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‘Bizarre Foods’ follows Jesse James’ trail through Ray County

The James gang and bushwhackers tracked on food show

LEFT: Andrew Zimmern, center, host of “Bizarre Foods with Andrew Zimmern,” poses for a photo with Krista Tweedy, left, and 19th century food expert Cathy Gottsch, at Shoal Creek Living History Museum, where Zimmern ate a meal of rabbit stew. RIGHT: Gregg Higginbotham, AKA Frank James, cooked a bushwhacker’s meal over a campfire in northern Richmond for Zimmern. (Higginbotham photo by Liz Johnson/Richmond News; Shoal Creek photo courtesy of “Bizarre Foods”)

By Liz Johnson, Richmond News Staff Writer

The outlaw Jesse James has been the subject of dozens of movies and books in the nearly 136 years since he was killed. Now even the kind of food the James gang would have eaten – while on the run as bushwhackers or outlaws – has come under scrutiny.

The James gang’s history, particularly their culinary preferences, was the subject of the Travel Channel’s “Bizarre Foods America With Andrew Zimmern,” taped in October and shown Jan. 30. “The Jesse James Trail” episode of “Bizarre Foods” can be viewed at YouTube, https://www.youtube.com/watch?v=tsqZb7Yn7AM, for a fee of $1.99 for standard definition or $2.99 for high definition.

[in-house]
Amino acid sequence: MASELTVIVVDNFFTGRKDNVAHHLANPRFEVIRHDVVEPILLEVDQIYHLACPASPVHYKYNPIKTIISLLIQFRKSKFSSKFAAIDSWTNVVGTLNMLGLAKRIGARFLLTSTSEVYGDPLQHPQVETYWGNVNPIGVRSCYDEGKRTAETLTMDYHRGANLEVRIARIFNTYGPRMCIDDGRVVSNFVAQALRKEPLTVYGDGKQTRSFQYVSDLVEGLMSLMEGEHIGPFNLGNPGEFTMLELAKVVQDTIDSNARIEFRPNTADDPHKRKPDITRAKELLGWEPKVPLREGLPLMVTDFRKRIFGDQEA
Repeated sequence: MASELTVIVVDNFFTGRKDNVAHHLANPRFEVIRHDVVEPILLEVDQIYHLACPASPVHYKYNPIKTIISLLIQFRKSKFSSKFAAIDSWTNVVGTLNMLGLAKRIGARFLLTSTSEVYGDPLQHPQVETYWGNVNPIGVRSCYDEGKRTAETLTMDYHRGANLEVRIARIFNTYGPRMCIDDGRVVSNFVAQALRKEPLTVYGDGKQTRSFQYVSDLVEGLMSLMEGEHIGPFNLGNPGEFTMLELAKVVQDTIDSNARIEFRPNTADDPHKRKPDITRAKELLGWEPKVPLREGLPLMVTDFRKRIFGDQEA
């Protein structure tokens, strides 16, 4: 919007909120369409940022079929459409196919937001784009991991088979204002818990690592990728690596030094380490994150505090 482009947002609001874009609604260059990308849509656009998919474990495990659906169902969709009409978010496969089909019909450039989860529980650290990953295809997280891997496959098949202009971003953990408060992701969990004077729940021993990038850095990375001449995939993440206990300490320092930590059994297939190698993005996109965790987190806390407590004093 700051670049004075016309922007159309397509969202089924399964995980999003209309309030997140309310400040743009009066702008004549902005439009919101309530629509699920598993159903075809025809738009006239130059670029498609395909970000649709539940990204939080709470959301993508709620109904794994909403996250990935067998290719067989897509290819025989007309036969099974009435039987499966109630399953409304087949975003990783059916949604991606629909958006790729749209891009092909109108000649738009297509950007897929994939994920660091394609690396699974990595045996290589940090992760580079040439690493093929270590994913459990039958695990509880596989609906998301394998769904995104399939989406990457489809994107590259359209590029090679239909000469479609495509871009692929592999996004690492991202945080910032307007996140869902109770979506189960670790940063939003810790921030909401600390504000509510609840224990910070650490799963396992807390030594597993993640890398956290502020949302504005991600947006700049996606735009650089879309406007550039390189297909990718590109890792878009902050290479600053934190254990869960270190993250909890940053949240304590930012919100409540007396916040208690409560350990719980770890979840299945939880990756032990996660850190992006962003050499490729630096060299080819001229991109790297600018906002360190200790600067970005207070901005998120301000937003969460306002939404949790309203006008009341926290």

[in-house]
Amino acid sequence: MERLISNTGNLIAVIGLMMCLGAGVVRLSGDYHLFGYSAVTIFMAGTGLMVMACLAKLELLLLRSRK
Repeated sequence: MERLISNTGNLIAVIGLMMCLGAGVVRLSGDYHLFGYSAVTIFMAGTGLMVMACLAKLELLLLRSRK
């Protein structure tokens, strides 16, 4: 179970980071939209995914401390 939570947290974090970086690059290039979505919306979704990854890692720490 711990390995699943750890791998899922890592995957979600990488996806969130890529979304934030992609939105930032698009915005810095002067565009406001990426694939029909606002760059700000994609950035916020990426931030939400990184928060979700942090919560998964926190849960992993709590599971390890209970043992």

Zimmern and his crew went to the areas north of the Missouri River that were the James gang’s stomping grounds. In the show, Zimmern narrates the story of Jesse James’ rise and fall, relying on James history and opinion provided by author Christopher Phillips of the University of Cincinnati. Phillips is the author of 2016’s “The Rivers Ran Backward: The Civil War and the Remaking of the American Middle Border.”

The complete story is in the Friday, Feb. 9, 2018 Richmond News.

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